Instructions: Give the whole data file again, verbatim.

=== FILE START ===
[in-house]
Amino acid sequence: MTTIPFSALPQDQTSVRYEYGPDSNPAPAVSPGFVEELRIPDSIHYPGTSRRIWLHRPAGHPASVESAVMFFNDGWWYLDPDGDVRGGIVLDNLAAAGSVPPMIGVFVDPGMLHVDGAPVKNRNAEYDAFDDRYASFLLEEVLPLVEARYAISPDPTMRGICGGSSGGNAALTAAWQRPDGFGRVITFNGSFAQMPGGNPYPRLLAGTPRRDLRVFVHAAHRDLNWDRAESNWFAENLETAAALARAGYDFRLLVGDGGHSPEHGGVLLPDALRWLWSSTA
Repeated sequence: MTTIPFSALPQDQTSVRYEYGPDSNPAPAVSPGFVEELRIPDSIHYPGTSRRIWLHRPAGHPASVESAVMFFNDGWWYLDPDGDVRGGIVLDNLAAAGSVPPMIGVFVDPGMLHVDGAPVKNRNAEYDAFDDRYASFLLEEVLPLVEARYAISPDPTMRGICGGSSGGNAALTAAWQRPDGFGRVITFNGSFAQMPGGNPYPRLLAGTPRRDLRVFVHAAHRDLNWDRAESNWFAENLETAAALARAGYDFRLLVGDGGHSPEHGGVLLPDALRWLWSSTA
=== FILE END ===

[in-house]
Amino acid sequence: MTTIPFSALPQDQTSVRYEYGPDSNPAPAVSPGFVEELRIPDSIHYPGTSRRIWLHRPAGHPASVESAVMFFNDGWWYLDPDGDVRGGIVLDNLAAAGSVPPMIGVFVDPGMLHVDGAPVKNRNAEYDAFDDRYASFLLEEVLPLVEARYAISPDPTMRGICGGSSGGNAALTAAWQRPDGFGRVITFNGSFAQMPGGNPYPRLLAGTPRRDLRVFVHAAHRDLNWDRAESNWFAENLETAAALARAGYDFRLLVGDGGHSPEHGGVLLPDALRWLWSSTA
Repeated sequence: MTTIPFSALPQDQTSVRYEYGPDSNPAPAVSPGFVEELRIPDSIHYPGTSRRIWLHRPAGHPASVESAVMFFNDGWWYLDPDGDVRGGIVLDNLAAAGSVPPMIGVFVDPGMLHVDGAPVKNRNAEYDAFDDRYASFLLEEVLPLVEARYAISPDPTMRGICGGSSGGNAALTAAWQRPDGFGRVITFNGSFAQMPGGNPYPRLLAGTPRRDLRVFVHAAHRDLNWDRAESNWFAENLETAAALARAGYDFRLLVGDGGHSPEHGGVLLPDALRWLWSSTA